Sunny Side Up Interpretation of Durban

In a wide ranging summary of the state of play on the ground, Ed Darrell at Millard Fillmore’s Bathtub kindly links back.

It’s worth a read. For instance:

Remember the pathetic, disgusting attempt to derail the climate talks in Durban, just a few days ago?  The “climate skeptics”™ dumped a bunch more private e-mails from the scientists who work on climate. (Stolen e-mails, here; be prepared to be bored, with no smoking guns, no cold guns, no guns at all.)

Unless one thinks the self-proclaimed skeptics are James Bond nemesis enough to actually hope for the end of the world (as opposed to just being monumentally, stupidly misled), their train still can’t get back on the tracks.  Revealing that someone among them has stolen more e-mails than previously known, didn’t help.

Ed goes on to list six ways in which the Durban talks were a disaster for the denialists. It is a cheering read, so be of good cheer for the holidays, y’all, eh?

image – Durban city hall in Addington, Durban, Kwazulu Nataal, SA, CC-BY-SA=2.0 by Michael Sean Gallagher


  1. Mark Boslough at Realclimate on 'skeptics' at the `Third Santa Fe Conference on Global and Regional Climate Change'. While they all seemed to have different, often opposing, positions -

    "The one common thread I found among them was the fervent belief that “Climategate” was a conspiracy and that the IPCC is rigged. This faith-based belief seems to be unshakable, and is the antithesis of true skepticism. Those I met were uniformly cynical about the honesty and motivations of mainstream scientists. If I were forced to use a single label, I would be inclined to call them “science cynics”."

    Interesting - so the unifying factor is suspicion of scientists, and possibly of authority? (Posted also over at the orignal article.)

  2. Roger Pielke Jr and Steven Mosher seem determined to undermine any positives to come out of Durban, relying on an assumption of utter naivete from all those who see those positives.

    I find it difficult to see continued good faith in these comments. Should I be looking harder for it?

  3. Call me a grinch but I find it hard to celebrate the superficial progress made in Durban when the entire UNFCC process is fundamentally inadequate to the task. We need drastic cuts now, actually they were needed more like a decade ago. COP17 provides the mere possibility of inadequate reductions decades too late.

    I'm reminded of one of Douglas Adams' quotes:

    It is very easy to be blinded to the essential uselessness of [their products] by the sense of achievement you get from getting them to work at all. In other words - and this is the rock solid principle on which the whole of the Corporation's Galaxy-wide success is founded - their fundamental design flaws are completely hidden by their superficial design flaws.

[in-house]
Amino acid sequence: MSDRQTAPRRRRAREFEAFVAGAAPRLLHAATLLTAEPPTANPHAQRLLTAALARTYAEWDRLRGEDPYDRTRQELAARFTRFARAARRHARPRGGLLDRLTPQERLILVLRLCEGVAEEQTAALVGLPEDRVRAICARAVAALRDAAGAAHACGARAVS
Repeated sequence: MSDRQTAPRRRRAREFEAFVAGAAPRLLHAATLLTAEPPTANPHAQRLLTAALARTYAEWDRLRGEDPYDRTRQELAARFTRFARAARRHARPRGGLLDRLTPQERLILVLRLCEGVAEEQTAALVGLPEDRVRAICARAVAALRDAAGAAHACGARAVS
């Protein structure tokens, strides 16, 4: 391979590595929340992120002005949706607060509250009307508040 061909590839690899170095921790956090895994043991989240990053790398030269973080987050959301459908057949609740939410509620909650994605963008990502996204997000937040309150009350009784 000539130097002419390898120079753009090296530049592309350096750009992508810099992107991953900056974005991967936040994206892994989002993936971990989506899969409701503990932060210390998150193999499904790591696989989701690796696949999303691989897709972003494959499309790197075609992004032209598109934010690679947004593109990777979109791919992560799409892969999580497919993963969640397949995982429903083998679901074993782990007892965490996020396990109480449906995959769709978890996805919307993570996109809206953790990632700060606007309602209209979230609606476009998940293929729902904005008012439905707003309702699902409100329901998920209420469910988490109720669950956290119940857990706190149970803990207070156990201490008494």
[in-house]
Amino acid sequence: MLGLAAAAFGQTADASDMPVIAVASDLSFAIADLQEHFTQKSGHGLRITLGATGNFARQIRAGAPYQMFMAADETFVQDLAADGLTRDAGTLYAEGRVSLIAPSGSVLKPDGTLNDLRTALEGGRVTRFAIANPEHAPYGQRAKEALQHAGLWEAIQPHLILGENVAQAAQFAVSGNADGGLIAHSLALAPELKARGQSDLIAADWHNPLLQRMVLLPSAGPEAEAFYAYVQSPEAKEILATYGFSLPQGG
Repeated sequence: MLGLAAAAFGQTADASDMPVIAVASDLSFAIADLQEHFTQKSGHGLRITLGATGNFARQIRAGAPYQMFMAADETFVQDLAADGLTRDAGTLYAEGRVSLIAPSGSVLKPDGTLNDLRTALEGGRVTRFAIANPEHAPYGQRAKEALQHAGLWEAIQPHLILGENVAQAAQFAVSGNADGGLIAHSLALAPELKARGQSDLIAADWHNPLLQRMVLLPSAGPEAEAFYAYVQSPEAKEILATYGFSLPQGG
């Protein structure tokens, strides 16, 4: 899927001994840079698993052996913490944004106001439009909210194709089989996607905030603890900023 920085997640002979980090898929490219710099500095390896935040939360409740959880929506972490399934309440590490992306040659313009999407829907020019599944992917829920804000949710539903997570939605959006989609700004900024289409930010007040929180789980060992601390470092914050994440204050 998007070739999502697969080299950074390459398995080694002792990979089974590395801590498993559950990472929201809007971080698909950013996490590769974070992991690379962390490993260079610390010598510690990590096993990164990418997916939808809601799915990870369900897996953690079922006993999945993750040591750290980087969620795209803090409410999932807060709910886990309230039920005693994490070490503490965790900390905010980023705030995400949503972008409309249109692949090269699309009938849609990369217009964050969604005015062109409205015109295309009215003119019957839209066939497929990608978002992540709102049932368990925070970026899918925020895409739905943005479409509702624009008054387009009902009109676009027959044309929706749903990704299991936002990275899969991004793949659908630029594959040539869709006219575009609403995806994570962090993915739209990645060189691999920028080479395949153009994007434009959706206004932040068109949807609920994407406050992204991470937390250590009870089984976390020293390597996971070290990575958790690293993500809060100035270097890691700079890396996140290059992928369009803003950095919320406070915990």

4. I don't take a lot of hope, cheer and encouragment out of the Durban results, either -- but neither do I concede that Durban was a disaster for those of us who urge cleaning up air pollution, that Durban indicated the science showing warming is bad, that Durban showed the IPCC workers are all crooks, or that Durban shows that Al Gore is fat.

    Michael calls my little list a "cheering read," and I confess I was cheered by it, too, once I put it together. I'll wager that many of you more deeply involved can find even more, if sometimes finer points to cheer.

    None of which diminishes the size of the tasks before us. The U.S. should be leading this fight against pollution as a nation, but the Republicans in the House can't agree with the Republicans in the Senate on just how fast to drive the ship of state onto the shoals to guarantee the unelection of Barack Obama, let alone turn around and keep the ship off the shoals and do something about cleaning its stack effluents.

    It's a war out there, folks. Do what you can, with what you have, where you are. Good on those people at Durban who drove the last days' frenzy to get something done. It was irrational to even try, but they did, and they got some success. We can build on that better than on no success at all.

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